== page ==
North East of England suffers biggest increase of child poverty in UK since 2013


The North East of England has seen the biggest group of children pulled into poverty of any region or nation in the UK in recent years, a damning report has warned.

As the UK faces a growing economic crisis, the IPPR North report warns that children in the North and the North East are already paying the price of the previous crisis with communities across the region bearing the scars of austerity.

And civil society leaders have demanded politicians come up with concrete plans to tackle the issue.

The Bishop of Newcastle has said society must put  “the interests and needs of our children and young people first”.

According to the report, the North East has seen the biggest rise in child poverty across the UK since 2013, despite seeing the biggest fall in child poverty of any UK region or nation between 1999 and 2013.

Between 2013 and 2019, poverty among children grew by 9% in the North East, compared to 3% across the UK.

Since 2013 the number of children in poverty in the region has increased

This follows a fall in child poverty between 1999 and 2013 of 13 percentage points in the North East and 6 percentage points across the UK. 

The Daily Mirror is calling on Boris Johnson to hike child benefit by £5 a week to end the scourge of child poverty.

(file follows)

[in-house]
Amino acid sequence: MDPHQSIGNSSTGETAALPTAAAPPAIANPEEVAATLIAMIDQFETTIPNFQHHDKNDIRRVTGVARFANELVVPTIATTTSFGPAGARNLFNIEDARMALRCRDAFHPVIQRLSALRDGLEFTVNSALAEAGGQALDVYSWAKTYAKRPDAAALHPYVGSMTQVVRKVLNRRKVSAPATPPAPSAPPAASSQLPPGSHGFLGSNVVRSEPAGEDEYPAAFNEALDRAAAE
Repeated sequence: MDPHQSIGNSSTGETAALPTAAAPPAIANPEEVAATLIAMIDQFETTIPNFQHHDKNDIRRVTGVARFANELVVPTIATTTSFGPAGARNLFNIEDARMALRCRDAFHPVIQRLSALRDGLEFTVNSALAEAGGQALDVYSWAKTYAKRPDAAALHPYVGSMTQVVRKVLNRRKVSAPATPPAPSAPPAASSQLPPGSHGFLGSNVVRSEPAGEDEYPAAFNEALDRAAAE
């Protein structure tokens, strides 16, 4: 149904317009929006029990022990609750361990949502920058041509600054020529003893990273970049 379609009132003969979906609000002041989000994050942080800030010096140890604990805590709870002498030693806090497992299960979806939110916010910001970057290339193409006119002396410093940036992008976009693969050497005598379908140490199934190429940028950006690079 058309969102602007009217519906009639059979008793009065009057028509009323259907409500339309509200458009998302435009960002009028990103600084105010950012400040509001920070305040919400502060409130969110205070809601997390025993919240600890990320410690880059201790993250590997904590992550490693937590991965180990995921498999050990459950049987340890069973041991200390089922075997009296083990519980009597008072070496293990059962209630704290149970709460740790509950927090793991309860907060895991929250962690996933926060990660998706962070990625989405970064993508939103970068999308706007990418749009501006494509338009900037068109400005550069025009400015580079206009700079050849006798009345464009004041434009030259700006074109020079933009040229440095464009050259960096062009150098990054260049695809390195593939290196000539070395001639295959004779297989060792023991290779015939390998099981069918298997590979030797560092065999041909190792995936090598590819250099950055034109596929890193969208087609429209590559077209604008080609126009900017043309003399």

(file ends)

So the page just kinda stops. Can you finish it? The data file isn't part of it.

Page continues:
Before the coronavirus hit the UK the number of kids in poverty in the UK was set to rise from 4.1million to 5.2million in the next two years.

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Our Give Me Five campaign demands an immediate increase in child benefit – a move that would lift 200,000 children out of destitution.

The Bishop of Newcastle, the Rt Revd Christine Hardman said:”Poverty is a terrible thing. Human lives are diminished by it.

“And child poverty is the most pernicious thing of all, as all too often its effects last a lifetime.

“This report is an urgent call to action, if we wish to avoid being condemned by our actions or inaction in this our time, as a society we have to commit to putting the interests and needs of our children and young people first.”

Report author and Senior Research Fellow at IPPR North Anna Round said: “No child should ever have to grow up living in poverty, because it is a problem that can be solved.
“Yet here in the North East, despite progress during the 2000s, we’ve seen the biggest increase in child poverty of all of the regions and nations of the UK in recent years. 

“Growing up in poverty has significant, grave consequences for the health and wellbeing of communities.

“So if we reduce it, we will lay the foundations for long term resilience and recovery, and see improvements in the life course across the region”.  





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